|Since in May 2013 the monthly rise of the composite index was 1.1%, this May's 0.8% rise meant that 12 month home price inflation decelerated 0.3 percentage points to 4.6%, where it was in March. For the third month in a row, prices were down from a year earlier in all four markets east of Toronto: Quebec City (−1.6%), Ottawa-Gatineau (−1.4%), Montreal (−1.2%) and Halifax (−0.4%). In Victoria prices were flat from a year earlier. The 12-month rise trailed the countrywide average in Winnipeg (+1.0%) and Edmonton (+2.6%) and led it in Hamilton (+5.9%), Toronto (+6.0%), Vancouver (+8.2%) and Calgary (+8.7%). The softness of prices east of Toronto is consistent with the excess supply prevailing in the resale markets of these metropolitan areas. That being said, market conditions are generally balanced elsewhere, and are even tight in Calgary.|
Teranet – National Bank House Price Index™
The historical data of the Teranet – National Bank House Price Index™ is available at www.housepriceindex.ca.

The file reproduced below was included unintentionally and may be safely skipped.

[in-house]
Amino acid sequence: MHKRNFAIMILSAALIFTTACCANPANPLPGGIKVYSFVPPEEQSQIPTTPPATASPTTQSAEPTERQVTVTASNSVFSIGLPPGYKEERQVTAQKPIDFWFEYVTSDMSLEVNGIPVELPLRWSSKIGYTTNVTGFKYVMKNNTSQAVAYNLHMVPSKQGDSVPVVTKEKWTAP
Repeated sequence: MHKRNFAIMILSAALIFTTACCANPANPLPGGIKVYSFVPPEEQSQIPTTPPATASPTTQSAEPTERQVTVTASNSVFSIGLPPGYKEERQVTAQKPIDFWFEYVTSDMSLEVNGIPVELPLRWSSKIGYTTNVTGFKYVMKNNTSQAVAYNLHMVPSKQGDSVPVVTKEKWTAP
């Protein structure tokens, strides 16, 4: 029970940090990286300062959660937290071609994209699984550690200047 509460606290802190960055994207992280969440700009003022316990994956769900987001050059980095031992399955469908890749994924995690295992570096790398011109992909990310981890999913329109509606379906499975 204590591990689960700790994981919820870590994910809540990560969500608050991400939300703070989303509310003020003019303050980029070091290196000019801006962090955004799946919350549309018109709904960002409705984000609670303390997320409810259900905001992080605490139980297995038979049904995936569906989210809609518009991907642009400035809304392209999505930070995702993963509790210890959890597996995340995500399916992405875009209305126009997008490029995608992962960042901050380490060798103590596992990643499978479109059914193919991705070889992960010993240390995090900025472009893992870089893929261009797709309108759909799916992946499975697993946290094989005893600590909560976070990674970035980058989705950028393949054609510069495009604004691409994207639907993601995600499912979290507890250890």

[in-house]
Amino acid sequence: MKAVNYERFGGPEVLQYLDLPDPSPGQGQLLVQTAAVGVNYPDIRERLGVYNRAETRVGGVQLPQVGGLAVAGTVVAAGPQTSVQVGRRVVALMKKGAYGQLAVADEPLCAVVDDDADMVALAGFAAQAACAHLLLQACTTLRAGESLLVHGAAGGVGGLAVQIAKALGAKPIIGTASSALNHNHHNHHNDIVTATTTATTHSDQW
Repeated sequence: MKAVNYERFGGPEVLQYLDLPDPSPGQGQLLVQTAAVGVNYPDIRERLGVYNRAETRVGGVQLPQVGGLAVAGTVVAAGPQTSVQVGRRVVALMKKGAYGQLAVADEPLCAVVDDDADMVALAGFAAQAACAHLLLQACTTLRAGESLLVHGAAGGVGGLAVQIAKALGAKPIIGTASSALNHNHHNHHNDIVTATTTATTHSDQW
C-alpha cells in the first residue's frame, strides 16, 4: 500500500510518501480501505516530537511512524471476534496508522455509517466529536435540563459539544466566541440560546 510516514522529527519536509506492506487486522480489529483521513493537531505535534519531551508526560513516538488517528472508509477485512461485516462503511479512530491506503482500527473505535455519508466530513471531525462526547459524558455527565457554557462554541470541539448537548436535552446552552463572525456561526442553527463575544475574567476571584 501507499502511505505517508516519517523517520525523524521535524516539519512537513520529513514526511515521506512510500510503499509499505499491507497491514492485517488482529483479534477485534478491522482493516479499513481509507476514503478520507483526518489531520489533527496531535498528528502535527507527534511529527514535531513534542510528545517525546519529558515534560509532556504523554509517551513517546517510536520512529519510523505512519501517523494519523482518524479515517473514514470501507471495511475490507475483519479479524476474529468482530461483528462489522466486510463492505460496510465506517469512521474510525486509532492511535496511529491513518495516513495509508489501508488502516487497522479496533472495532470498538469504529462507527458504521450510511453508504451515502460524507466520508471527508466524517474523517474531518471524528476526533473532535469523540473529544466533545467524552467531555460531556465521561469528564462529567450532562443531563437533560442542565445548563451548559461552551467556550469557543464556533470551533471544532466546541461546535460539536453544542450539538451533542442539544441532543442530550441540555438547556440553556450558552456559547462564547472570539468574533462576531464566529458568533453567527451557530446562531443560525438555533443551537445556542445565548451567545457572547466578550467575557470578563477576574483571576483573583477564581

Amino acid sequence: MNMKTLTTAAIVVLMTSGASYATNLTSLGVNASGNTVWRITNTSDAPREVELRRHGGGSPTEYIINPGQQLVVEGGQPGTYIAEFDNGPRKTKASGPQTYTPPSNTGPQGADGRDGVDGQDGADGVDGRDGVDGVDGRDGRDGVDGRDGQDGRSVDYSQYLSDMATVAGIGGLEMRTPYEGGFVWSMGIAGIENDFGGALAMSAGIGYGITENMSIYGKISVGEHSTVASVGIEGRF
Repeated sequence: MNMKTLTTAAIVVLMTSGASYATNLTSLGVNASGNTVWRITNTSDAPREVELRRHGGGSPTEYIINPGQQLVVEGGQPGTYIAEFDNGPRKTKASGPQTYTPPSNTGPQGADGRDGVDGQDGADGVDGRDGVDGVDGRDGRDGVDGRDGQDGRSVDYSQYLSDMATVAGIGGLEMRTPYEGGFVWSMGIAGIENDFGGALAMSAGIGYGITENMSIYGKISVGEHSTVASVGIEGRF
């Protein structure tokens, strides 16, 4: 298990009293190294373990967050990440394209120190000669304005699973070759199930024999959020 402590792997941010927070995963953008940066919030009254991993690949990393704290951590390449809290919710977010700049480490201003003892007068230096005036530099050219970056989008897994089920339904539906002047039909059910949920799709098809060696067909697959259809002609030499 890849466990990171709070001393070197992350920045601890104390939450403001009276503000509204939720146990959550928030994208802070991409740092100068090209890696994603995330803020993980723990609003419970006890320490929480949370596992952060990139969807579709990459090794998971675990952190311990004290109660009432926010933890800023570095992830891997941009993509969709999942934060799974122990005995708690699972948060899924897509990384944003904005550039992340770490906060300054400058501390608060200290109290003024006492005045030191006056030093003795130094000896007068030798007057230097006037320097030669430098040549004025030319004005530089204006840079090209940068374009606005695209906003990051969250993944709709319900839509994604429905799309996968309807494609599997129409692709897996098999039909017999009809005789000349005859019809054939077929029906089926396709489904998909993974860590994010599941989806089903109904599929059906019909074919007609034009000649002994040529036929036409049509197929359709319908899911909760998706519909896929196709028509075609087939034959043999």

The Teranet–National Bank House Price Index™ is an independently developed representation of average home price changes in six metropolitan areas: Ottawa, Toronto, Calgary, Vancouver, Montreal and Halifax. The national composite index is the weighted average of the six metropolitan areas. The weights are based on aggregate value of dwellings as retrieved from the 2006 Statistics Canada Census. According to that census1, the aggregate value of occupied dwellings in the metropolitan areas covered by the indices was $1.168 trillion, or 53% of the Canadian aggregate value of $2.207 trillion.
All indices have a base value of 100 in June 2005. For example, an index value of 130 means that home prices have increased 30% since June 2005.
1 Value of Dwelling for the Owner-occupied Non-farm, Non-reserve Private Dwellings of Canada.